Pets are Stressing Out as Owners Go Back to Work

stress benefits of pets

As Albuquerque starts to open back up after the full shutdown from Covid-19 many of us are returning to work instead of being on pause or working from home. This has been a great thing for many of us, both from a financial perspective as well as a mental health perspective. Do you know who this has not been great for? Your pets.

Your pets love it when you are at home. They love you being around. Yes, even your cats. Despite what many cartoons tell us, our pets are not waiting for us to leave so they can have the house to themselves. You are your pets world. If you have more than one pet, so your cat or dog has a buddy, that helps, but they still miss you. As everyone is returning to work and returning to life you may start noticing some behavioral issues with your pets.

Signs of Stress in Your Pet

Here are a few signs of stress in your pet that could indicate they are having a hard time with you being gone.

Chewing things. Chewing things, other than toys, is a sign of anxiety or anger. If you notice your dog has chewed up your shoes or eaten your socks, don’t be mad. They are telling you they are upset.

Barking. Was your dog typically quiet during the day when you were at work but now they are noisy? This is a sign of anxiety.

Barfing. You will see this more with cats than with dogs. Cats, when under stress, will start barfing a lot more.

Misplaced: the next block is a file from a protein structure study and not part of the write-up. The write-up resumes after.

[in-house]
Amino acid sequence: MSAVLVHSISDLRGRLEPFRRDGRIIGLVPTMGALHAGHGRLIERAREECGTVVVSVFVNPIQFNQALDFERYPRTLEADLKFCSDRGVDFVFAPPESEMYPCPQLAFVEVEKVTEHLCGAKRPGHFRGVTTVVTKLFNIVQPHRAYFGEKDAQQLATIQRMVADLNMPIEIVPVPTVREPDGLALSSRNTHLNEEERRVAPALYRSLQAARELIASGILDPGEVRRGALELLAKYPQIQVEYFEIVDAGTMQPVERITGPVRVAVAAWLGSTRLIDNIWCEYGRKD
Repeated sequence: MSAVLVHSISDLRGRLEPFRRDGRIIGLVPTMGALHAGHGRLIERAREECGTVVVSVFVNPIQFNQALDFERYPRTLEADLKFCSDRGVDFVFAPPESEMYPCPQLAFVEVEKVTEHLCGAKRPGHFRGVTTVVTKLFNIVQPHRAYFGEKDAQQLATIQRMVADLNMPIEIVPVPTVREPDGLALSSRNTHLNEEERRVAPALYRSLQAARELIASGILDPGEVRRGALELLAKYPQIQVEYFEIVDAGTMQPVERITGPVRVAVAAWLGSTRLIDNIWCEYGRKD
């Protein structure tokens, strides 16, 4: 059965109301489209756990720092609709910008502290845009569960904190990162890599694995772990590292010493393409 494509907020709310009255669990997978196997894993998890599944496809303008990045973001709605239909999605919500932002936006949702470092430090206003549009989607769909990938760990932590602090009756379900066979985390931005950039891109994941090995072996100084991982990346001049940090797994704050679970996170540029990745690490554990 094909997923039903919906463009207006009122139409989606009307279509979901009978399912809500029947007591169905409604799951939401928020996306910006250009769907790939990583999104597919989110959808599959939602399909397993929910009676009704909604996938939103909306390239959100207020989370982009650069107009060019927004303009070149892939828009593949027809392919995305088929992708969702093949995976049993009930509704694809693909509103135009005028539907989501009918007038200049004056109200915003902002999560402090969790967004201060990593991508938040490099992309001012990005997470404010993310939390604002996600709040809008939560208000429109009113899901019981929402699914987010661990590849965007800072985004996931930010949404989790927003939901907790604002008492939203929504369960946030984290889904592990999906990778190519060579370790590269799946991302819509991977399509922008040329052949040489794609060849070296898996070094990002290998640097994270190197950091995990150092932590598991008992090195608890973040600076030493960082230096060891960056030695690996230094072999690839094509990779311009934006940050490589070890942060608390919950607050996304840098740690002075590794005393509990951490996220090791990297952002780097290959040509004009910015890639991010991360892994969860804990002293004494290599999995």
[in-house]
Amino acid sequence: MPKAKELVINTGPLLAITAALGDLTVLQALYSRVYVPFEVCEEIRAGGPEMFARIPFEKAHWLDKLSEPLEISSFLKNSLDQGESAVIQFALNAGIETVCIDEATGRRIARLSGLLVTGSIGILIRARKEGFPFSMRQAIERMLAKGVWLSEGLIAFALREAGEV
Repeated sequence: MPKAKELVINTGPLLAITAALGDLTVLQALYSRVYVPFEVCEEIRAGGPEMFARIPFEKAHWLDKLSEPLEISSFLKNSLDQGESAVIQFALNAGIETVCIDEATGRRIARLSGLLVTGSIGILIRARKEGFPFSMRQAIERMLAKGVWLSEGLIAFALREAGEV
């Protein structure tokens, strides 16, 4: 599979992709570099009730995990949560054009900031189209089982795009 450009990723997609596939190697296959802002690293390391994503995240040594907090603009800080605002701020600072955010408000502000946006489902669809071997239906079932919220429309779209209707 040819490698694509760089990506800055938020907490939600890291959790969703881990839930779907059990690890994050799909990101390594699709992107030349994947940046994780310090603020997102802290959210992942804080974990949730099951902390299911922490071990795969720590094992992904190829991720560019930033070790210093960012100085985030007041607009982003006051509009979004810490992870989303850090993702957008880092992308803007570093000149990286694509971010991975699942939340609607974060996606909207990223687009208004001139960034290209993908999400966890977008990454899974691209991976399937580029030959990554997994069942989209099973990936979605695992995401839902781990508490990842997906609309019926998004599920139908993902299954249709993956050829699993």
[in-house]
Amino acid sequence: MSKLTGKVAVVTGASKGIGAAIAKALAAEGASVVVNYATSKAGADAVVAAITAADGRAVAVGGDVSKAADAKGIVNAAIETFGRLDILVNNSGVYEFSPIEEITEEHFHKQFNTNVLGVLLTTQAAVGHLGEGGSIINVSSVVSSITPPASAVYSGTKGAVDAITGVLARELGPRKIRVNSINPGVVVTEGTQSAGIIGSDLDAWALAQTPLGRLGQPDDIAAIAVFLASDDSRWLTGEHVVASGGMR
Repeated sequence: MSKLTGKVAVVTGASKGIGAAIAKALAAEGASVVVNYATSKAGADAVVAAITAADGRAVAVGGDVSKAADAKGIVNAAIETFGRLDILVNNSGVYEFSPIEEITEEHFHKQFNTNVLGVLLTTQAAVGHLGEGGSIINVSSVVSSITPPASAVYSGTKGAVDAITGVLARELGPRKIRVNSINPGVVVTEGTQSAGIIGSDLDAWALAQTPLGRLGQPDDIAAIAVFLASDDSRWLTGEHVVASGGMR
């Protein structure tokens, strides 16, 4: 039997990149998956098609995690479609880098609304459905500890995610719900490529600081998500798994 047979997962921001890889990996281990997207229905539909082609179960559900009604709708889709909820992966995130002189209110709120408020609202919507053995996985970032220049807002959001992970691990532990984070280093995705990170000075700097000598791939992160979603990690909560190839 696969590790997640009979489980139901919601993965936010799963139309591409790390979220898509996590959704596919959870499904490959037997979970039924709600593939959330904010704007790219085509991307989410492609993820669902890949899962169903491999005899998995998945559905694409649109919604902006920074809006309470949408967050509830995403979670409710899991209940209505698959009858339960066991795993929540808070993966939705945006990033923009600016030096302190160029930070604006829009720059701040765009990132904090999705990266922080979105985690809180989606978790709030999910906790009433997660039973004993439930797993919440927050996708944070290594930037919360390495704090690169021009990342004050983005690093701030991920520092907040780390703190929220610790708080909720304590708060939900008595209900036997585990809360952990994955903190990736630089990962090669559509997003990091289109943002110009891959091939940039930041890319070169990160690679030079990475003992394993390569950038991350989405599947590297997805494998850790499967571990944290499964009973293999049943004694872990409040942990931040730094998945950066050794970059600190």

Pacing. This means walking around, especially back and forth, a lot. This says they are not relaxing.

Depression. Some pets have very visible and obvious signs of depression while others will show signs like lethargy and general disinterest.

Not Eating. Going off their food, or only eating when you are around.

Losing Hair. This is more of an extreme reaction but some animals, when under stress, will lose hair and develop bald spots.

Helping to De-Stress Your Pet

If you notice signs of stress in your pet since you have gone back to work there are a number of things you can do to help them transition back into the old routine.

Lots of Attention. The most important thing to remember is that when you were home your pet was getting a ton of attention and now they aren’t. When you get home, make sure to give your pet lots of love and attention. Take them out on a walk, go play with them, snuggle on the couch, just spend time with them. They have been really missing you all day.

Toys. If your pet is chewing on things, consider getting them some new toys to chew on. Often having an alternative to your shoes will be a satisfactory replacement. We suggest keeping your bedroom or closet doors shut so they can’t get into your laundry and eat your socks.

Rescue Remedy is a great natural supplement that quells anxiety. You can add it to their water and it will help them chill out.

Feeding Routine. If your animal is off their food, try adjusting their feeding routine to get them use to you not being there when they eat. Give them some food while you are in the room and then leave the room. Come back and give them more and then leave for longer. Stretch this out until they are eating all their food by themselves but you are still in the house. Then move to feeding half of their food while you are in the house but not with them and then leave for the second half. In about a week your pet should be back to eating autonomously.